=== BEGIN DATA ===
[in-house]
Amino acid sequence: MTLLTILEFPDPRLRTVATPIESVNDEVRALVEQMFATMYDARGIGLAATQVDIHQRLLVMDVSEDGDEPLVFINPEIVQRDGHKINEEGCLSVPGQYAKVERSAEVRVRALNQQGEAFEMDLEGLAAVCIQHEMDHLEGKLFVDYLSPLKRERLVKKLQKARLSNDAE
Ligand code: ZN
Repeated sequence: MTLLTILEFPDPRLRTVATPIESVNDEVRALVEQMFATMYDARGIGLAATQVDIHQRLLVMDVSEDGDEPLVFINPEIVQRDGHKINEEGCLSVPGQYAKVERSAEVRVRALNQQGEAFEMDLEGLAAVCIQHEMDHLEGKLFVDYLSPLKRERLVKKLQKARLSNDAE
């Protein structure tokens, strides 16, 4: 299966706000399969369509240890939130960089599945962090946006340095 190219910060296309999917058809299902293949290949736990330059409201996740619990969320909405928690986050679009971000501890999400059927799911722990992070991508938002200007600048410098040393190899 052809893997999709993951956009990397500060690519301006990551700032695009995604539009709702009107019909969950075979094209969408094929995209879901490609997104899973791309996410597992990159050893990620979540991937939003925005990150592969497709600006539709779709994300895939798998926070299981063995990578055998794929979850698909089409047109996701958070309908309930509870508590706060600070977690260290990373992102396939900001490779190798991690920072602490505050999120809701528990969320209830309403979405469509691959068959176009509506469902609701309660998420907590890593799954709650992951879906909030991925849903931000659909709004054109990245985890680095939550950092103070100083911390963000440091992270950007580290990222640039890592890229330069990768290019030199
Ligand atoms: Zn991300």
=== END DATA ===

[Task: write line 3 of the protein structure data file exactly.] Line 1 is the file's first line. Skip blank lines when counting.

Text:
Ligand code: ZN